Something of the sixties keeps bobbing up on the runways this season. It was there at Prada and Rochas, and now—not entirely surprisingly, since it's often the designer's beat—at Giles, giant beehives and all. This time, Giles Deacon found his way into it by looking at the work of the contemporary Dutch photographer Erwin Olaf. The designer said he was aiming to catch the spirit of "slightly disconsolate girls who might be from the sixties—or somewhere in the future. Or maybe on a starship."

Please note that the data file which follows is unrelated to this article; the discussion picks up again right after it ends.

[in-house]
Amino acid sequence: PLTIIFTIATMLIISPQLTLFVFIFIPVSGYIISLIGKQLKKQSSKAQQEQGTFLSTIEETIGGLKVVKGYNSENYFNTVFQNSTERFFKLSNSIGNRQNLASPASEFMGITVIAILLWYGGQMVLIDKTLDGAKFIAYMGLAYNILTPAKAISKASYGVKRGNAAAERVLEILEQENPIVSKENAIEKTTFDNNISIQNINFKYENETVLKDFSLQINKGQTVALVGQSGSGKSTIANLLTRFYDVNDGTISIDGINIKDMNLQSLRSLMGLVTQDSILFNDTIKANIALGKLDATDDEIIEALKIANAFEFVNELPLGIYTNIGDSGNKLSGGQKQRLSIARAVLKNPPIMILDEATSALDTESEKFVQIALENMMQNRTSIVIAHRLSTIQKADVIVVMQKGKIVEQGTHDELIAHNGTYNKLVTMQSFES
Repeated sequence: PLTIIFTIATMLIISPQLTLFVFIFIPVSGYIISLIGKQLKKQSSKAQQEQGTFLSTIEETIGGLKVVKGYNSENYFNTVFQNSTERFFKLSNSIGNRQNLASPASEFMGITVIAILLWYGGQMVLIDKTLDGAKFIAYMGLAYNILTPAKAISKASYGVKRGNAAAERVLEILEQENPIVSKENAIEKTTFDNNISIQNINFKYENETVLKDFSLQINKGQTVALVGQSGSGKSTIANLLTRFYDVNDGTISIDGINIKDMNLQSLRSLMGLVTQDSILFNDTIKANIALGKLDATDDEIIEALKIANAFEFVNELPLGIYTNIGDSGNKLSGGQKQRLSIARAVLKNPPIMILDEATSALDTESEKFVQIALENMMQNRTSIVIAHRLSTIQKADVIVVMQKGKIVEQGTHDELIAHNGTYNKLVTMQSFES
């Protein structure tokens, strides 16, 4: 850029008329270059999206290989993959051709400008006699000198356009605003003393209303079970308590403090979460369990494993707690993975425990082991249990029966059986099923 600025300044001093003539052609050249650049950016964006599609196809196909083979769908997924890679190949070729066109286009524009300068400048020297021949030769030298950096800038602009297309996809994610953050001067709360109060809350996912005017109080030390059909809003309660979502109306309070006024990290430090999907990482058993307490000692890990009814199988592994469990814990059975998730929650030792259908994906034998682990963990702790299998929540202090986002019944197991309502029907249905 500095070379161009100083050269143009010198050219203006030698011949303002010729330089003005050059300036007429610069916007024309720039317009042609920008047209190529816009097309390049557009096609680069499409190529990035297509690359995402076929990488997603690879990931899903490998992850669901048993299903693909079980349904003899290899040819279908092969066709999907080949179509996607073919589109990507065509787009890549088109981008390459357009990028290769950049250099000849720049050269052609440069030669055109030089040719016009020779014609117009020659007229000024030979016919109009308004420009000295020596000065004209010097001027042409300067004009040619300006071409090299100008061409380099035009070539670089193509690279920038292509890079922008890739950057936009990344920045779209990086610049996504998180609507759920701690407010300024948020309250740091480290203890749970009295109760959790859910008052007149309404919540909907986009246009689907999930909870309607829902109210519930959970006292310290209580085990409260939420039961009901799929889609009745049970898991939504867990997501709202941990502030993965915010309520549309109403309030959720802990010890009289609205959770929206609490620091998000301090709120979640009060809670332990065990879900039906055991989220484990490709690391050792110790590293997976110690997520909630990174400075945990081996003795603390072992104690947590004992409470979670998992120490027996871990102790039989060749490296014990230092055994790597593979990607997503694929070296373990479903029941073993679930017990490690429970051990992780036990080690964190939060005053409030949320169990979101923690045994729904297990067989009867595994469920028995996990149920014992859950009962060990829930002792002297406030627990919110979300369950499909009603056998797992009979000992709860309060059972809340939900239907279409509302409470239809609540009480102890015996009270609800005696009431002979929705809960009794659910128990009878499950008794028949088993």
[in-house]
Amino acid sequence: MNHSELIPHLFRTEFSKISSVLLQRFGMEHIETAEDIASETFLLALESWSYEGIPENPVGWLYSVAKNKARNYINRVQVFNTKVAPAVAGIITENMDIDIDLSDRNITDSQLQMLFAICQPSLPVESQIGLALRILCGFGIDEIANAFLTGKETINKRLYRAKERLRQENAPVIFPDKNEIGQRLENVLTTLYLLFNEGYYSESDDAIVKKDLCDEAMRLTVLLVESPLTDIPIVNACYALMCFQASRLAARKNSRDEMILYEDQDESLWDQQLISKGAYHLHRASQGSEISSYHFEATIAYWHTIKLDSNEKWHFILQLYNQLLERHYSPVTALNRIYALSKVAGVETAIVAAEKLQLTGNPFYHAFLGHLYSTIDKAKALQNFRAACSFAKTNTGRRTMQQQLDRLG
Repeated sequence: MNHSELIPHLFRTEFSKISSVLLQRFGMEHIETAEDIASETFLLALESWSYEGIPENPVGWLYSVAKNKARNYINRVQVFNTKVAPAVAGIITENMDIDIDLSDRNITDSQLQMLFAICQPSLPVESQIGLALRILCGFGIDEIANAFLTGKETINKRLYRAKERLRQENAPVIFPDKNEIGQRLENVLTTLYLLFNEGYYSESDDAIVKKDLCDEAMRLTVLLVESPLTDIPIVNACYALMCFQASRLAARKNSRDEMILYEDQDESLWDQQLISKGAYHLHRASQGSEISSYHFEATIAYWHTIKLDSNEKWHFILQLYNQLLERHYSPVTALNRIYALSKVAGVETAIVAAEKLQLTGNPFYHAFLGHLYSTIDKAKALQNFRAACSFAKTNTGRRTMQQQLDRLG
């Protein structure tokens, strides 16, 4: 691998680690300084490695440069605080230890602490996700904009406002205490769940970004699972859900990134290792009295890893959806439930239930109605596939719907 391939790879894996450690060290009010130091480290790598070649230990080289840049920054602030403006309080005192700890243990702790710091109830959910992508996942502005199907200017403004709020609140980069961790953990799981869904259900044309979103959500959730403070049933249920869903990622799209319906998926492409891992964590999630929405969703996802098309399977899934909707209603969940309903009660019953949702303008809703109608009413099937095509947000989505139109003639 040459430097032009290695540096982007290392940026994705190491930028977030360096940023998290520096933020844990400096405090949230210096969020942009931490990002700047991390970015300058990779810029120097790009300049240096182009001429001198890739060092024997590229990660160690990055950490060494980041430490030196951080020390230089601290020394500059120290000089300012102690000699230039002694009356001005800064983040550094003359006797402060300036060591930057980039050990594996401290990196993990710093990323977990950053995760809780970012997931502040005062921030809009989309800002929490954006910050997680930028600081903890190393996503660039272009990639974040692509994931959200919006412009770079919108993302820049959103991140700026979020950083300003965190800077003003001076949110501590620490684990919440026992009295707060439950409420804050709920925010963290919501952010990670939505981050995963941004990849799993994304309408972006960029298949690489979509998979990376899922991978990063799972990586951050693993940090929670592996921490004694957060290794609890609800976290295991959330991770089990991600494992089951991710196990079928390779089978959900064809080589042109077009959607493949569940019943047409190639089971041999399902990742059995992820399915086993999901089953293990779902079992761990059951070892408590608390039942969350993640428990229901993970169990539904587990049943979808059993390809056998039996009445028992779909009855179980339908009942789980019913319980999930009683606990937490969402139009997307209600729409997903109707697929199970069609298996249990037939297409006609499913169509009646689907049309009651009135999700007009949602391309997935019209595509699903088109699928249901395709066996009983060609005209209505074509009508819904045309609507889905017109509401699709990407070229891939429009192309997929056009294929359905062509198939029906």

If it didn't count as one of the season's more rigorous work-throughs of sci-fi and sixties themes, it gave Deacon the excuse to crush some of Fall's trends together: a palette of browns and orange, A-line skirts, cropped versions of winter's new flares, metallic brocade gathered short skirts, and a shearling jacket. The last had a big collar styled (if you looked at it one way) like an Apollo-mission space suit. Toy-shaped handbags—a gonk and a gremlin—made for Deacon by Katie Hillier, and funny metal "cloud" headdresses by Stephen Jones gave a spoofy cartoonish spin. Still, there's a sense that Deacon is having a harder time attracting attention among the Paris competition than in his native London. This season, to get the slot he wanted, he went off-schedule, causing a certain amount of disruption to the first night of the Paris shows.